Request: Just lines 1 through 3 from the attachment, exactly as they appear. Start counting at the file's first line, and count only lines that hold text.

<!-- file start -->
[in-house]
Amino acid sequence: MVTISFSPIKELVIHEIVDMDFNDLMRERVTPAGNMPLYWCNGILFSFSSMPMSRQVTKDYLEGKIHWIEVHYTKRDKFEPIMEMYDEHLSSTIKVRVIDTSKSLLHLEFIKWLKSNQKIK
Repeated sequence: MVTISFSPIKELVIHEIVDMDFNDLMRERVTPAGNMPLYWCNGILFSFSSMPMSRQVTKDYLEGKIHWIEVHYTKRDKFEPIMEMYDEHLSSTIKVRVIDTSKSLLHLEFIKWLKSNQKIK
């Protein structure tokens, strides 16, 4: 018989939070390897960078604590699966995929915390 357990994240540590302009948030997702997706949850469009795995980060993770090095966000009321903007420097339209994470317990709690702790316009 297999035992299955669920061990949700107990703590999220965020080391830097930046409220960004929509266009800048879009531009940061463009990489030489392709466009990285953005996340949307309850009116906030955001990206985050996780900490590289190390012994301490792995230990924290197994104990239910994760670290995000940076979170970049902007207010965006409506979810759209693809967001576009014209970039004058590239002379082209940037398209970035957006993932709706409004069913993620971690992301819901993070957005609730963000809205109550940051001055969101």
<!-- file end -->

[in-house]
Amino acid sequence: MVTISFSPIKELVIHEIVDMDFNDLMRERVTPAGNMPLYWCNGILFSFSSMPMSRQVTKDYLEGKIHWIEVHYTKRDKFEPIMEMYDEHLSSTIKVRVIDTSKSLLHLEFIKWLKSNQKIK
Repeated sequence: MVTISFSPIKELVIHEIVDMDFNDLMRERVTPAGNMPLYWCNGILFSFSSMPMSRQVTKDYLEGKIHWIEVHYTKRDKFEPIMEMYDEHLSSTIKVRVIDTSKSLLHLEFIKWLKSNQKIK